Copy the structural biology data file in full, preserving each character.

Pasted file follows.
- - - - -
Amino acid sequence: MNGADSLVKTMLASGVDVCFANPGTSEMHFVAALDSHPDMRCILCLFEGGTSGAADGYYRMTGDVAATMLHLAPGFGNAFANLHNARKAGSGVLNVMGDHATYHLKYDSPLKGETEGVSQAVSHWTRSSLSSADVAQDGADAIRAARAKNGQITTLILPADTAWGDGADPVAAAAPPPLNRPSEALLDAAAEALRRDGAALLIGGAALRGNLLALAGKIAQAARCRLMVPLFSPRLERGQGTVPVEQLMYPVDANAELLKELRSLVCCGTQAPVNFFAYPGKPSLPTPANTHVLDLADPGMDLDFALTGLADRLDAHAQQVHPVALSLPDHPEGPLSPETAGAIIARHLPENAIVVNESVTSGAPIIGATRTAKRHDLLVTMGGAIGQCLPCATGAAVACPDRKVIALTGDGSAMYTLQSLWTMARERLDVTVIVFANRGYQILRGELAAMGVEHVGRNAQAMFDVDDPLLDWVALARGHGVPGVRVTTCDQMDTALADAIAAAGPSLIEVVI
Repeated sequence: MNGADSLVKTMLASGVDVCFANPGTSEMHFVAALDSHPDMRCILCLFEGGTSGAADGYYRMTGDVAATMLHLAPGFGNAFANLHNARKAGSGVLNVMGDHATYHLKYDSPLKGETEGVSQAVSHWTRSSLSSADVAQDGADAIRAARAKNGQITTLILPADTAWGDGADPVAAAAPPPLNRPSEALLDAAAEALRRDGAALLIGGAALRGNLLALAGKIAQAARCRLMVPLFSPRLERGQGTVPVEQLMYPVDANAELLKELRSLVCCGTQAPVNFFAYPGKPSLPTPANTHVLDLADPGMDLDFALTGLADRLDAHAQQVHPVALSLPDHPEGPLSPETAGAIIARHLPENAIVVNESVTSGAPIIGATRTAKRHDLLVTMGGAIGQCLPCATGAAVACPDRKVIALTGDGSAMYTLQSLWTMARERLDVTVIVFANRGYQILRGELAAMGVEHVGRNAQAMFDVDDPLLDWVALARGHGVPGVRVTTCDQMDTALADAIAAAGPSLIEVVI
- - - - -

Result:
Amino acid sequence: MNGADSLVKTMLASGVDVCFANPGTSEMHFVAALDSHPDMRCILCLFEGGTSGAADGYYRMTGDVAATMLHLAPGFGNAFANLHNARKAGSGVLNVMGDHATYHLKYDSPLKGETEGVSQAVSHWTRSSLSSADVAQDGADAIRAARAKNGQITTLILPADTAWGDGADPVAAAAPPPLNRPSEALLDAAAEALRRDGAALLIGGAALRGNLLALAGKIAQAARCRLMVPLFSPRLERGQGTVPVEQLMYPVDANAELLKELRSLVCCGTQAPVNFFAYPGKPSLPTPANTHVLDLADPGMDLDFALTGLADRLDAHAQQVHPVALSLPDHPEGPLSPETAGAIIARHLPENAIVVNESVTSGAPIIGATRTAKRHDLLVTMGGAIGQCLPCATGAAVACPDRKVIALTGDGSAMYTLQSLWTMARERLDVTVIVFANRGYQILRGELAAMGVEHVGRNAQAMFDVDDPLLDWVALARGHGVPGVRVTTCDQMDTALADAIAAAGPSLIEVVI
Repeated sequence: MNGADSLVKTMLASGVDVCFANPGTSEMHFVAALDSHPDMRCILCLFEGGTSGAADGYYRMTGDVAATMLHLAPGFGNAFANLHNARKAGSGVLNVMGDHATYHLKYDSPLKGETEGVSQAVSHWTRSSLSSADVAQDGADAIRAARAKNGQITTLILPADTAWGDGADPVAAAAPPPLNRPSEALLDAAAEALRRDGAALLIGGAALRGNLLALAGKIAQAARCRLMVPLFSPRLERGQGTVPVEQLMYPVDANAELLKELRSLVCCGTQAPVNFFAYPGKPSLPTPANTHVLDLADPGMDLDFALTGLADRLDAHAQQVHPVALSLPDHPEGPLSPETAGAIIARHLPENAIVVNESVTSGAPIIGATRTAKRHDLLVTMGGAIGQCLPCATGAAVACPDRKVIALTGDGSAMYTLQSLWTMARERLDVTVIVFANRGYQILRGELAAMGVEHVGRNAQAMFDVDDPLLDWVALARGHGVPGVRVTTCDQMDTALADAIAAAGPSLIEVVI